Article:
Movie Mom

Movie Mom


Happy 50th Birthday to “The Jetsons!”

posted by Nell Minow

Fifty years ago this week, The Jetsons first appeared on television, a sort of spin-off/bookend to The Flintstones.  While “The Jetsons” did not have any characters to match the bombastic and iconic Fred Flintstone and lasted only 24 episodes in its original run, its stories of a family living in 2062 with push-button conveniences (and a robot maid to operate them) is still fondly remembered after five decades.

YouTube Preview Image

The Smithsonian’s Paleofuture blog has a thoughtful and entertaining tribute to the Jetsons by Matt Novak, who calls the show “the single most important piece of 20th century futurism.”

Thanks to my Google Alerts for words and phrases like Jetsons, Minority Report, utopia, dystopia, Blade RunnerStar Trek, apocalypse and a host of others, I’ve been monitoring the way that we talk about the future for years. And no point of reference has been more popular and varied as a symbol of tomorrowism than “The Jetsons.”

“The Jetsons” was the distillation of every Space Age promise Americans could muster. People point to “The Jetsons” as the golden age of American futurism because (technologically, at least) it had everything our hearts could desire: jetpacksflying carsrobot maidsmoving sidewalks. But the creators of “The Jetsons” weren’t the first to dream up these futuristic inventions. Virtually nothing presented in the show was a new idea in 1962, but what “The Jetsons” did do successfully was condense and package those inventions into entertaining 25-minute blocks for impressionable, media-hungry kids to consume.

And though it was “just a cartoon” with all the sight gags and parody you’d expect, it was based on very real expectations for the future. As author Danny Graydon notes in The Jetsons: The Official Cartoon Guide, the artists drew inspiration from futurist books of the time, including the 1962 book 1975: And the Changes to Come, by Arnold B. Barach (who envisioned such breakthroughs as ultrasonic dishwashers and instant language translators). The designers also drew heavily from the Googie aesthetic of southern California (where the Hanna-Barbera studios were located)—a style that perhaps best represented postwar consumer culture promises of freedom and modernity.

He interviewed Danny Graydon, the London-based author of The Jetsons: The Official Guide to the Cartoon Classic.

Graydon explained why he believed the show resonated with so many Americans in 1962: “It coincided with this period of American history when there was a renewed hope — the beginning of the ’60s, sort of pre-Vietnam [protests], when Kennedy was in power. So there was something very attractive about the nuclear family with good honest values thriving well into the future. I think that chimed with the zeitgeist of the American culture of the time.”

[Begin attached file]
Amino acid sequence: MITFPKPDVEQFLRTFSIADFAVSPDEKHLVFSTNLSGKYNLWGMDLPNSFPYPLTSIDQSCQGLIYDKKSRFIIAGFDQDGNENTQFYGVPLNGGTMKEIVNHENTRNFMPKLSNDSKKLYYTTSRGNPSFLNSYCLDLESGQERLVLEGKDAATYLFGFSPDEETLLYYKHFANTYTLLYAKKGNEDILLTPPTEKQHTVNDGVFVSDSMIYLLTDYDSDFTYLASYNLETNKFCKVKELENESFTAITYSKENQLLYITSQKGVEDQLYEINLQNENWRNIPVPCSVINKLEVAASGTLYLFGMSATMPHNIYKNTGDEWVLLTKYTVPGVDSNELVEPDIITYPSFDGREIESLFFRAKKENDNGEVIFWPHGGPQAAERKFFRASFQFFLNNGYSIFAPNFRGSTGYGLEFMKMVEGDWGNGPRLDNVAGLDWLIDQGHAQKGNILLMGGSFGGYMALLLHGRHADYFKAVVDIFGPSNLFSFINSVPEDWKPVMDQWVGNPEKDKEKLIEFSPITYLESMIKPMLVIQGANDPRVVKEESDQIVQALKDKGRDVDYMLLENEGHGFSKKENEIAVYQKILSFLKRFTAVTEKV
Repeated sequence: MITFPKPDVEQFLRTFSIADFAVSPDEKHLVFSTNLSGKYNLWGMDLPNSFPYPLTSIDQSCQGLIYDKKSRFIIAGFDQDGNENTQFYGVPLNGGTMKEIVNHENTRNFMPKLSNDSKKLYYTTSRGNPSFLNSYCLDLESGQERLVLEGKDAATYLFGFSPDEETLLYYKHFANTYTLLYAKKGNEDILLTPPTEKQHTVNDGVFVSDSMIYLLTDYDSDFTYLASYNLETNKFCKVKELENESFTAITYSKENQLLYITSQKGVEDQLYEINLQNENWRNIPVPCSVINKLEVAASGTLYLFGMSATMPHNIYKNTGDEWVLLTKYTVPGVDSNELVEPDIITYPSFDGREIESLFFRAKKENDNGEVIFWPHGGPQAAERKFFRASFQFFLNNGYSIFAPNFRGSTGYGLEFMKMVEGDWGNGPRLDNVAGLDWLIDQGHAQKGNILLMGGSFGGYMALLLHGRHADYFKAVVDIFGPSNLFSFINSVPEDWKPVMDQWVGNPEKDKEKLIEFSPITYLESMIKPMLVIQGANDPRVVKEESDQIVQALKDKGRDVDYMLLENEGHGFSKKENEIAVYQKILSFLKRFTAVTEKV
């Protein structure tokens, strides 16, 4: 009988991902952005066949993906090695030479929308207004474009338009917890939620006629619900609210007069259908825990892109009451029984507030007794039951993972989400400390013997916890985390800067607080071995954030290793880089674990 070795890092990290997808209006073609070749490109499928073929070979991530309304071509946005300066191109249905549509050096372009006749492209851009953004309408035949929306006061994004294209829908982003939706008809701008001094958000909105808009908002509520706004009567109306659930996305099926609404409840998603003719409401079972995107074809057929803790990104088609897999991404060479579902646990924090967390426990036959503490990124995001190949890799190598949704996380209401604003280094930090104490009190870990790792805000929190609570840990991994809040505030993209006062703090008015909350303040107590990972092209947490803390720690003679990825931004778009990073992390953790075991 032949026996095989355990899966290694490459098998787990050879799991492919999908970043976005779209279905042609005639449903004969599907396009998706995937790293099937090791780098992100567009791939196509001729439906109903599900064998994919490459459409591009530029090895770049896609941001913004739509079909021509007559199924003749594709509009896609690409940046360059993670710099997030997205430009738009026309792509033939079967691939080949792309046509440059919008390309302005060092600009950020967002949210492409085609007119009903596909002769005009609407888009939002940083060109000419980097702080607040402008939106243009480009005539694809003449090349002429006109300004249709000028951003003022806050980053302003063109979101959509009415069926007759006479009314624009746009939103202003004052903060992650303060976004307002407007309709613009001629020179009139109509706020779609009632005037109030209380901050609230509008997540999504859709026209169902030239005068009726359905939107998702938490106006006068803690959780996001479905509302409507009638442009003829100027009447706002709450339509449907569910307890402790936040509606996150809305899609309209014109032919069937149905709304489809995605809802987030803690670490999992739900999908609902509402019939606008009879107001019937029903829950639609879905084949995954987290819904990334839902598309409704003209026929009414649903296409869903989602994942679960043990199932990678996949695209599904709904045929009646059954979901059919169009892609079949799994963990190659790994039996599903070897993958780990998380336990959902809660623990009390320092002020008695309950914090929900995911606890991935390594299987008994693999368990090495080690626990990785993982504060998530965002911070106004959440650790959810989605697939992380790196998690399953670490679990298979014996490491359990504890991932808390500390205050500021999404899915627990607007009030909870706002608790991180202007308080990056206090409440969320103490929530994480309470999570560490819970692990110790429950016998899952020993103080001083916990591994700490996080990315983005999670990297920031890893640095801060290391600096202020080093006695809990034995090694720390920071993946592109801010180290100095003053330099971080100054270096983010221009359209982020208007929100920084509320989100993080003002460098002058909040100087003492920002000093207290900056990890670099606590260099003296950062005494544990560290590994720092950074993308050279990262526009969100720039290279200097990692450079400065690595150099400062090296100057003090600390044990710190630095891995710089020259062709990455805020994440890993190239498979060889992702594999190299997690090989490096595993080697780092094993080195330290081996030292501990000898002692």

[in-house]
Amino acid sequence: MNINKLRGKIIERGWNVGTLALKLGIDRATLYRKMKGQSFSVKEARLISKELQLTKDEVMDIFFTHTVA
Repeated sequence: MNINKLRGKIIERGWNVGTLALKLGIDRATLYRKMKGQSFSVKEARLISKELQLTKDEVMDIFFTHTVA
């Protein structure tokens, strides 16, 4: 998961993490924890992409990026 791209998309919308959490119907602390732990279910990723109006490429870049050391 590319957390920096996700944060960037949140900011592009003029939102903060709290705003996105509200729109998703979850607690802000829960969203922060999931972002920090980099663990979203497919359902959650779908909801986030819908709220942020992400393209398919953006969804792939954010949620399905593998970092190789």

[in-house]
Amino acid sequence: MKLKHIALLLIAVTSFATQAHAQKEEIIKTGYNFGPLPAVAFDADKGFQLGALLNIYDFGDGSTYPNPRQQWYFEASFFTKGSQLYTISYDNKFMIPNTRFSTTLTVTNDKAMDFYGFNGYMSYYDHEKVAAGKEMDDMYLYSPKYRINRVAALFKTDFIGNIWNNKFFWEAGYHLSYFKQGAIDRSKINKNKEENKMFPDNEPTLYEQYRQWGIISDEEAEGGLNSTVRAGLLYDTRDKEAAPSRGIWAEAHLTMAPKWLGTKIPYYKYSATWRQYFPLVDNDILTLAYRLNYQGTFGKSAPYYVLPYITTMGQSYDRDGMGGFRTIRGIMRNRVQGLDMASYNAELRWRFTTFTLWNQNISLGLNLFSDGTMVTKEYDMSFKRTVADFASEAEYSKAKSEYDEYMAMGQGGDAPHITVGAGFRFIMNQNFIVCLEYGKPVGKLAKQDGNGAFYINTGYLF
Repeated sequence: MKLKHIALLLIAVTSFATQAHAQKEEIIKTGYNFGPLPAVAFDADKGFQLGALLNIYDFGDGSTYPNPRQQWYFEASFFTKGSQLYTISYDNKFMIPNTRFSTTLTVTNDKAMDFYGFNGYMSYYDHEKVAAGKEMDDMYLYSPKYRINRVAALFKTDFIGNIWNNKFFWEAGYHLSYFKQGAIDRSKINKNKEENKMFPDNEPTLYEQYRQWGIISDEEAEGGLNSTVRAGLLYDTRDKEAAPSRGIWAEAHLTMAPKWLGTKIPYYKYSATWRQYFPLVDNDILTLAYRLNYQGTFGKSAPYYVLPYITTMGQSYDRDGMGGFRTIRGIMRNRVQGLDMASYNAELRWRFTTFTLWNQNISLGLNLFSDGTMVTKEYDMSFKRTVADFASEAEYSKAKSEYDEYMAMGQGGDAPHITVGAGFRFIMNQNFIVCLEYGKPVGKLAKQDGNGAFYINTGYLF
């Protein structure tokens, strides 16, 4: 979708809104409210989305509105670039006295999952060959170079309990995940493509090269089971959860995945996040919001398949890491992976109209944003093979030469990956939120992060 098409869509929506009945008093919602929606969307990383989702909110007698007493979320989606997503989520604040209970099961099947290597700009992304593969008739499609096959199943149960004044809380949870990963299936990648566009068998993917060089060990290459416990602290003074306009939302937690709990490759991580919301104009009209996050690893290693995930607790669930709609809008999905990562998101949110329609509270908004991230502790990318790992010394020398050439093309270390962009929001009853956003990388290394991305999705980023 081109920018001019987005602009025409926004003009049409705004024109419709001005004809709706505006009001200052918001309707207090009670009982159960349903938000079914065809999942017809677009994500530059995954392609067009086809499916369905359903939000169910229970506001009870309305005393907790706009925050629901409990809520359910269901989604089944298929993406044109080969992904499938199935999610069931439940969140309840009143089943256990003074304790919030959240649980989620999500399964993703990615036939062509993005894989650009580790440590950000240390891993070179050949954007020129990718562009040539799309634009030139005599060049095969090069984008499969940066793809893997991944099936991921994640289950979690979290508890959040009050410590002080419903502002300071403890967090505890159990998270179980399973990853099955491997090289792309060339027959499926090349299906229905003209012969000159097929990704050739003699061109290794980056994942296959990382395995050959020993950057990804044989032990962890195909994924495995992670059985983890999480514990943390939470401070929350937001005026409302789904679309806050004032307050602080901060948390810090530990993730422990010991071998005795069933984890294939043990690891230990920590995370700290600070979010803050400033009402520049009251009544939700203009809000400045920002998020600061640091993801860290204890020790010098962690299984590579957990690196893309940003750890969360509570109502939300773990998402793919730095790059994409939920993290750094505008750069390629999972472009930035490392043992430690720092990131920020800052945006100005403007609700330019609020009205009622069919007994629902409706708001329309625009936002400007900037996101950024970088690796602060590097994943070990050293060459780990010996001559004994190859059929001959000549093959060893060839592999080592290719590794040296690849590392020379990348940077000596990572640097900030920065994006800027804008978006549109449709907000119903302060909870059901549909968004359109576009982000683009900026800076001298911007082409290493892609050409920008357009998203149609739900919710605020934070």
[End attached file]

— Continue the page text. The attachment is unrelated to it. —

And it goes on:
Here the Jetsons are doing something that today seems almost as sweetly retro as the Flintstones — gathered together to watch a small television with antennae.

 

 

 

 



  • Kevin L.

    Whenever I’ve had a hard day at the office, I always tell my wife “I had to push the button TWICE!”

    • Nell Minow

      I love that, Kevin, thanks!

Previous Posts

A Trailer for A Movie You'll Never See: Moonquake Lake with Mila Kunis and Rihanna
"Moonquake Lake" has a lot of star power behind it -- "LEGO Movie" directors Chris Miller and Phil Lord and stars Mila Kunis, Ashton Kutcher, and Rihanna. And it looks....intriguing, some sort of "Twilight"-style supernatural teen romance. It just isn't real. "Moonquake Lake" is a movie with

posted 3:54:43pm Dec. 17, 2014 | read full post »

New Additions to the National Film Registry: 2014
The Library of Congress has announced this year's additions to the National Film Registry. 25 “culturally, historically or aesthetically” significant titles are added each year, under the terms of the National Film Preservation Act. The films must be at least 10 years old. The Librarian makes

posted 12:34:12pm Dec. 17, 2014 | read full post »

Black Reel Awards Nominations 2014
One of the great pleasures of this time of year is voting for so many of my favorite filmmakers as a part of the Black Reel Awards. Thanks, as ever, to Tim Gordon for allowing me to participate. I think it is fair to say we had more and better choices this year than we ever have before. Here are

posted 9:14:29am Dec. 17, 2014 | read full post »

A Hannukah Version of "Shake it Off!"
[iframe width="560" height="315" src="//www.youtube.com/embed/NoHp2Rq8sMI?rel=0" frameborder="0"]

posted 8:00:41am Dec. 17, 2014 | read full post »

The Hobbit: The Battle of the Five Armies
Visually stunning, capably presented, and utterly unnecessary, this final in the six-movie Tolkien cycle is just for the fans.  I think even Tolkien himself would cry "no mas" at this p

posted 5:47:22pm Dec. 16, 2014 | read full post »




Report as Inappropriate

You are reporting this content because it violates the Terms of Service.

All reported content is logged for investigation.